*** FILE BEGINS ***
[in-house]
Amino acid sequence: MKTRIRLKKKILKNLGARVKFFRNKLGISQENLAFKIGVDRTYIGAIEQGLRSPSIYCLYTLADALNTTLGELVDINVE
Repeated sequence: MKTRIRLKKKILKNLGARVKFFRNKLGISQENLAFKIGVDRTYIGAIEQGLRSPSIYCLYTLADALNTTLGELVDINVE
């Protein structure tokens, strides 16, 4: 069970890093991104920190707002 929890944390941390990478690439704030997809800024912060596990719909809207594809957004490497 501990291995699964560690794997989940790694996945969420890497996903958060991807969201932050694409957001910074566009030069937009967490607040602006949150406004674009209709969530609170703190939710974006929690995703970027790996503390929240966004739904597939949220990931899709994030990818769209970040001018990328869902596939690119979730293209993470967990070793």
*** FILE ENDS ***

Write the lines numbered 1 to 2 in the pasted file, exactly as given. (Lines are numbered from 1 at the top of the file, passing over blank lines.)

[in-house]
Amino acid sequence: MKTRIRLKKKILKNLGARVKFFRNKLGISQENLAFKIGVDRTYIGAIEQGLRSPSIYCLYTLADALNTTLGELVDINVE